(1974)

Drags on with no attempt to relieve the monotony
The movie starts with five minutes of training and fighting and no dialog until Lau Wing (the lawyer in "Back Alley Princess") defends himself against a knife in the back and kills a man. It's the general's only son so it is complicated.

Sammo Hung appears in this movie. It is a Golden Harvest production filmed in South Korea with Sammo as action director and Wu Ma as the director. Sammo and his gang play the typical one-dimensional Japanese bad guys. They rob, kill, and lust for Chinese ladies. These activities fill the movie as it drags along to the climactic big tournament. The gang has been killing off the contenders to guarantee a win. Their brilliant plan fails. Our hero wins the tournament and all is right, everyone is happy, and the world is a nice place once again.

My copy is a digital file that plays on a HDTV as wide screen but the picture is small. The dialog is Chinese with English subtitles.

I first watched this movie back in 2015. I wrote some notes and intended to post a review here but didn't. Now I am back to watch it again and post my review. I really wish I had done that in the first place because no one should have to watch this movie twice. The fatal flaw is the action sequences all look alike, are all basic stuff with minimal effort apparent in the execution, and no attempt at anything beyond that.

Two Graves to Kung Fu
(1974)

Just another average and forgetable film in the genre
It starts in a casino where a fight starts. Next is an abrupt cut to Lau Kar-Wing and crew mining on a mountaintop. Tino Wong Cheung enters and orders some "special quality rocks". There is a fight and Sek Kin is the master that stops it. He gives our hero words of wisdom, particularly "do not fight". Our hero is soon framed for murder.

The star and action director is the great Lau Kar-Wing. Lau Kar-Wing, a.k.a. Liu Chia-Yung, is the brother of Lau Kar-Leung, a.k.a. Liu Chia-Liung who I consider to be the most important man in the history of martial arts movie. They do look alike and used that feature in 1982 "Legendary Weapons of China", the movie I consider the greatest martial arts movie of all time. I could only tell them apart by his brother's mole over his eyebrow.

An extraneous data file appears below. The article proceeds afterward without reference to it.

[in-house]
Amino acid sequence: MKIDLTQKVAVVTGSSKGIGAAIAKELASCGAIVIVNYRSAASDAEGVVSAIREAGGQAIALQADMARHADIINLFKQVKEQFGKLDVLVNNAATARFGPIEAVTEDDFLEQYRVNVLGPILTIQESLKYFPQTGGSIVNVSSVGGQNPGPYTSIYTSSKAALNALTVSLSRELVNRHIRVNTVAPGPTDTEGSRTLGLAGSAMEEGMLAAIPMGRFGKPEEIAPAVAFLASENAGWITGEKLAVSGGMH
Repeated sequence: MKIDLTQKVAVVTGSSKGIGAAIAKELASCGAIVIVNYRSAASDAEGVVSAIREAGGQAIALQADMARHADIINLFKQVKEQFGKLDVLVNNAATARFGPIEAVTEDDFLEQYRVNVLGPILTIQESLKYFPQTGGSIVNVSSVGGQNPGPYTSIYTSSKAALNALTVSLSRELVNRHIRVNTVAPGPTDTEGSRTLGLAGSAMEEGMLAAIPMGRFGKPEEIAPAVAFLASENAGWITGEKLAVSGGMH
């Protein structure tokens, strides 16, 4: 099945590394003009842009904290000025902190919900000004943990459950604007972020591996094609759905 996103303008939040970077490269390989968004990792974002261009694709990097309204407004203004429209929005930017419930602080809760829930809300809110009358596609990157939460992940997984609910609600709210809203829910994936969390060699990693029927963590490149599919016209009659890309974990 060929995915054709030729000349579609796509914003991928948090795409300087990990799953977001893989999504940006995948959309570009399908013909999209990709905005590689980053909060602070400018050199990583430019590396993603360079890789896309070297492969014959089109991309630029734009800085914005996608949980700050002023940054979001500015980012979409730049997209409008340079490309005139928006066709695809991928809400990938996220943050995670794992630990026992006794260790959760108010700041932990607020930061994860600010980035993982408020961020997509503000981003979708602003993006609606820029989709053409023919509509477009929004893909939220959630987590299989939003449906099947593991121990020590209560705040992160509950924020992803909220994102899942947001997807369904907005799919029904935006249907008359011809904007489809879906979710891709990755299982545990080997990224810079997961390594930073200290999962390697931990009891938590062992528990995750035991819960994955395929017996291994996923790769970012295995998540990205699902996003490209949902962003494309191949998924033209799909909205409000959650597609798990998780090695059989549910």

Lau Kar-Wing with his brother began a movie career in the black and white Wong Fei-Hung movies then moved on to Shaw Brothers. I could go on for pages praising his work but fans of this genre are already well aware of his accomplishments. Instead, I will use this review simply to say thank you for the great movies.

My copy is a digital file that plays on a HDTV as the typical VHS quality size and quality video. It is English dubbed by the "A" team of voice over actors. I first watched this movie about four years ago. By about the one hour mark the movie was not holding my attention so I stopped. The posting on IMDB needed corrections before I could post my review. I decided to wait for that and try to watch the movie again later.

Lau and Sek spar briefly hand to hand. It's a good fight but nothing special. Sek fights again versus two assassins in hand to hand. It is also a good fight but nothing special. He dies from a backstab. The weapons come out for the final fight and these are the best fight sequences. The movie does drag in the middle from too much talking about the plot. Overall nothing about the movie makes it any better than just another average one for the year and genre.

Shi xiong chu ma
(1973)

Here's one for fans of the genre
It starts with street performers doing martial arts and acrobatics. This is one of the most frequent scenes in this genre. Then there is a twist: a flashback to other street performers doing martial arts and acrobatics. This should not have worked but somehow the first 20 minutes of this movie was one of the most creative and engaging openings in this genre. The next 45 minutes or so was just average. The final fight was all good.